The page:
TTFields are electrical fields that pulse through the skin from transducers placed on the body near the site of the tumor. They create "fields of interruption" that interfere with the proteins' ability to form chains that are crucial to cellular division. When cells can't divide normally, they eventually die. The more cancerous cells that die, the more a tumor shrinks.
Though the results of TTFields are obvious and encouraging, researchers still have much to learn about this treatment. "I think there is additional promise in understanding the underlying mechanism of how TTFields really works against cancer and positioning TTFields with other cancer treatments or creating new therapies based on this better understanding," says Dr. Phuoc Tran, clinical director of radiation oncology at the Sidney Kimmel Comprehensive Cancer Center at Johns Hopkins.
Fortunately, healthy cells are at low risk from TTFields, compared to chemotherapy drugs, for example, which can't distinguish between healthy and cancerous cells.
Dr. Bose notes that healthy cells have some protection because they divide more slowly, so they provide fewer targets for TTFields' disruptive forces. "The specific effect on cancer cells is due to the fact that cancer cells divide at a much faster rate than normal cells," he explains. "So, some slower cancers may not be as good targets as other faster-dividing cancers."
Sofia Morazzo, a cancer researcher with the International Clinical Research Center at St. Anne's University Hospital in Brno, Czech Republic, agrees that while most solid tumors could theoretically benefit from TTFields, there may be exceptions. "It is important to evaluate the effect in non-cancerous cells, particularly organs with a higher level of cell division, which might not benefit as much since, possibly, the treatment can not be applied the same way," she says. "Also, the ease of application for certain organs, in terms of location, might be harder to accomplish, such as intestinal tumors."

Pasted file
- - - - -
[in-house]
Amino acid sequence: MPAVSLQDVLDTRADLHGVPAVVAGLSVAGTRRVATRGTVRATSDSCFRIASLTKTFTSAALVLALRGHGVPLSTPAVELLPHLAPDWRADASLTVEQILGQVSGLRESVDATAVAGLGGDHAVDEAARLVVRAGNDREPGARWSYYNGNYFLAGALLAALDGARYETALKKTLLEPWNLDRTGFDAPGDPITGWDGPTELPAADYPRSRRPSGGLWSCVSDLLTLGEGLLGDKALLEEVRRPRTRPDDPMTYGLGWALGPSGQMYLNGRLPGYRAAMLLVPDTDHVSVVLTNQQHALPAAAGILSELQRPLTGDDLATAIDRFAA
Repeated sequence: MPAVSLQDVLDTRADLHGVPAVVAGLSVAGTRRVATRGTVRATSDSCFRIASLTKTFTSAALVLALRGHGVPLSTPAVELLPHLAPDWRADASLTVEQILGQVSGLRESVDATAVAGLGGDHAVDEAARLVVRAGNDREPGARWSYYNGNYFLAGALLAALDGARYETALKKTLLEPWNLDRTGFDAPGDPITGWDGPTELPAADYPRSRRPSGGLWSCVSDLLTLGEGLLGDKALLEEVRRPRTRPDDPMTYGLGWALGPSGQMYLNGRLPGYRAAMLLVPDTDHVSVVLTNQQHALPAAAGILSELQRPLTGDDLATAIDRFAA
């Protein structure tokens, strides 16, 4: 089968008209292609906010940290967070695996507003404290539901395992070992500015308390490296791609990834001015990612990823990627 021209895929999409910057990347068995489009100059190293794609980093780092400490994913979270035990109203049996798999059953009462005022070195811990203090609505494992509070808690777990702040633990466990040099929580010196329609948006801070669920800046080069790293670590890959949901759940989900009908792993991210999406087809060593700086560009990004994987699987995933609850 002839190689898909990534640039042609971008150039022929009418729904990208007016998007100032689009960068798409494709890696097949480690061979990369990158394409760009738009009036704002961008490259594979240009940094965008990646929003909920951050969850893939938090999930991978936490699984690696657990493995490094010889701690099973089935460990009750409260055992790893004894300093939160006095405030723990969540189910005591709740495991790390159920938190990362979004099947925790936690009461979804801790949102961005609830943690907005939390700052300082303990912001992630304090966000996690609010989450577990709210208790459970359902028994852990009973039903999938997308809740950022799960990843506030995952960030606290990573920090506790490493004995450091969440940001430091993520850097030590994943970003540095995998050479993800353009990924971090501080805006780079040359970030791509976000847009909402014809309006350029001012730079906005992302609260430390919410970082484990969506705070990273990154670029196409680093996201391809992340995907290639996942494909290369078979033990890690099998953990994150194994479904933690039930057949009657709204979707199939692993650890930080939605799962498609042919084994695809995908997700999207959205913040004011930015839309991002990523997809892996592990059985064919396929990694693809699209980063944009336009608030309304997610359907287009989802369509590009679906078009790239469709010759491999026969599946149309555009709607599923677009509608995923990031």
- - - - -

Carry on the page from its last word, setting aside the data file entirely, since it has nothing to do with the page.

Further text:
And because many healthy cells are spared in TTFields therapy, the risk of side effects is much lower. "Most of the experience shows some skin irritation as the treatment is given by applying large electrode pads and wearing them for an extended period of time," Dr. Bose says. "Otherwise it seems pretty safe."
Is It A Gamechanger?
There is still much to be learned about which cancers are best suited to TTFields therapy and which combinations of treatments that include TTFields will prove to be the most effective. But according to the journal Frontiers in Oncology (October 2020), there have been six completed TTFields clinical trials, while another 14 trials are ongoing at different phases, giving researchers reason to be optimistic that promising results are in store.
"There are so few real game changers, so I would not negate the potential benefit that TTFields may have on cancer treatment," Dr. Tran says. "It has been awarded FDA approval in two exceptionally difficult to treat cancers, so that is extremely promising by itself."